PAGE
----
headshot of Jason Libby, PhD.
Jason C. Libby ’22

Current position: Postsecondary Education Pathways & Opportunities Manager, Maine Department of Education

Libby began his career in education at Clarkson University in Potsdam, New York. Leaving as associate dean of students, he returned to Maine and served as executive director of a historic preservation non-profit for seven years. Libby entered state service in 2014 as a public policy analyst and began working at the Maine Department of Education in 2018 where he had previously interned in 1999. He currently administers the Department’s early college coursework programs and state diploma program, among other duties. Additionally, Libby taught history and political science coursework at Central Maine Community College and co-taught a political science course at The University of Maine. Libby has served on multiple community organizations boards and committees including the Androscoggin Land Trust, Pine Tree Council Scouts of Maine, Maine Historic Preservation Commission, Maine Bicentennial Commission, and several municipal committees


  • PhD in Public Policy with a concentration in Educational Leadership and Policy, University of Southern Maine, 2022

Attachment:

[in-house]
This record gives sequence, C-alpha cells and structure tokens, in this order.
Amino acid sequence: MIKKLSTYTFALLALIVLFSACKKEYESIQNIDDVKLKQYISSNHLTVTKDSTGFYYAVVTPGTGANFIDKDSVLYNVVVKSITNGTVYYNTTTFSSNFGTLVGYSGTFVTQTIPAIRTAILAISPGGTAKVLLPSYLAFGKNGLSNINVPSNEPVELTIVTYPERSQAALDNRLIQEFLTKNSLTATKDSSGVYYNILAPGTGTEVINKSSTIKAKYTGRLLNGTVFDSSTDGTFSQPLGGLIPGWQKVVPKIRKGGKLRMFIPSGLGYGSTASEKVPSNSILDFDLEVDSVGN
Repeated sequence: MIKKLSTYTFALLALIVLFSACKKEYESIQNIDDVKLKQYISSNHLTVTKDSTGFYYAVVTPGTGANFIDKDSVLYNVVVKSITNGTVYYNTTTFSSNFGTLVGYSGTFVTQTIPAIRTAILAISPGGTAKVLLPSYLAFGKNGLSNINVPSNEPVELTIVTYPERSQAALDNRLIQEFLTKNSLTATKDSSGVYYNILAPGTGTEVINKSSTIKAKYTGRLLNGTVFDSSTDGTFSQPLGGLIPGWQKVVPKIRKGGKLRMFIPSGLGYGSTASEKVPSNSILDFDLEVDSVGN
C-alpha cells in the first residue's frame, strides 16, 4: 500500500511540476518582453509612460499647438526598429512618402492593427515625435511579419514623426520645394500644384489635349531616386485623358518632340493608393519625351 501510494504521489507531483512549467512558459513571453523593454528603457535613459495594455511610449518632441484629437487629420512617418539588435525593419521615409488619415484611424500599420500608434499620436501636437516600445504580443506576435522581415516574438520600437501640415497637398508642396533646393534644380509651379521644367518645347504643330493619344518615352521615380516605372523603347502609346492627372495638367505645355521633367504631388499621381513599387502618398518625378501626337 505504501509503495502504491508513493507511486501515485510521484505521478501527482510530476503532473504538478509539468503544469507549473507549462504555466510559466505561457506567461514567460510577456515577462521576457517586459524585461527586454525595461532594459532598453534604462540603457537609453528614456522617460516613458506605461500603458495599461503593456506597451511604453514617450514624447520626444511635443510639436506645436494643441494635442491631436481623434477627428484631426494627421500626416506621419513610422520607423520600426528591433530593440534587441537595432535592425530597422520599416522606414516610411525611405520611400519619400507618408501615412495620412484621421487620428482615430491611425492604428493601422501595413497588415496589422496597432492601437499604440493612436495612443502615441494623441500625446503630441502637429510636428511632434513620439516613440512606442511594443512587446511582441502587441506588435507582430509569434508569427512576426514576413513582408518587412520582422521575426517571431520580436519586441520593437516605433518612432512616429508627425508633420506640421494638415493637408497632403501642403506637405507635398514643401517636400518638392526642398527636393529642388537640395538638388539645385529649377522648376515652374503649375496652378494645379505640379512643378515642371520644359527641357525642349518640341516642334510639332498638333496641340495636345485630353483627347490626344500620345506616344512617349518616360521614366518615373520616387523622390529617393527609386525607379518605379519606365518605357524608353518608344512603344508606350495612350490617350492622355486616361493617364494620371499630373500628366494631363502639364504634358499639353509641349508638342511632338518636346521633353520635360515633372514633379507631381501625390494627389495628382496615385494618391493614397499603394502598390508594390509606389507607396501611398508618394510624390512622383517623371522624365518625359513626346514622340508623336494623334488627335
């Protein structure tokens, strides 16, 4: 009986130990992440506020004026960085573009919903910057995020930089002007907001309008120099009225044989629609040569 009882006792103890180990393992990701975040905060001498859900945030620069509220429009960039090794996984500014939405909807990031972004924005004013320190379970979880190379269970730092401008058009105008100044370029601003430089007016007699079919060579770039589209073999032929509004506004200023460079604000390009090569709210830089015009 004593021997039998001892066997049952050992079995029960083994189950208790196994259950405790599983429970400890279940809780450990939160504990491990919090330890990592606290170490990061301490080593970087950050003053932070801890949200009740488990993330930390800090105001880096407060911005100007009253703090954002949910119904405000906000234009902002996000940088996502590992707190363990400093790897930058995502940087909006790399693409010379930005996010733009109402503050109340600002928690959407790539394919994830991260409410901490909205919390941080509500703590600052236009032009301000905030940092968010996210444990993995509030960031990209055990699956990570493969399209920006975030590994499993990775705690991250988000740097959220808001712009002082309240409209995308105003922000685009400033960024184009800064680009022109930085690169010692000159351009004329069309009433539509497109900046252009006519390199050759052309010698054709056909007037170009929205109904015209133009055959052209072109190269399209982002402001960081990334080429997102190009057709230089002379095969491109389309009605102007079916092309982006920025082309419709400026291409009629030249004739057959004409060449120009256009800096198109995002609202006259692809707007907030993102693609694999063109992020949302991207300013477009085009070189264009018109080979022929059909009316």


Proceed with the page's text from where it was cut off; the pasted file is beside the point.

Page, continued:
• MSEd in Higher Education Administration, University of Maine, 2001
  • BA in Political Science, University of Maine, 1999


Title:  Rural Secondary School Educator Perceptions of College Going Culture In Their Schools 

Abstract: Postsecondary education enrollment and attainment are indicators that are continually examined by policymakers, business leaders and the community-at-large to understand the overall health of a community, state, or country. Communities in Maine and in other rural states have seen dramatic shifts in their local economies which have increased the need for postsecondary credentialing. For rural communities, schools play an important role in developing aspirations and expectations for postsecondary education and career planning. The school’s culture has a significant role in instilling in students and their families the importance of thinking about life after high school. This nonexperimental quantitative research study explores rural secondary school educator perceptions of college-going culture in their schools, with analysis for identifying differences in perceptions based upon the educator’s role, and differences among their perceptions when looking at their school’s enrollment, graduation rate, postsecondary enrollment rate, per pupil spending, and economically disadvantaged student status. Building administrators, school counselors, and classroom teachers at 75 rural schools in Maine were surveyed for their perceptions of their schools’ college-going culture. Results of the study indicate statistically significant differences in perceptions when comparing for certain educator positions and for school variables related to postsecondary enrollment and economically disadvantaged student status rates.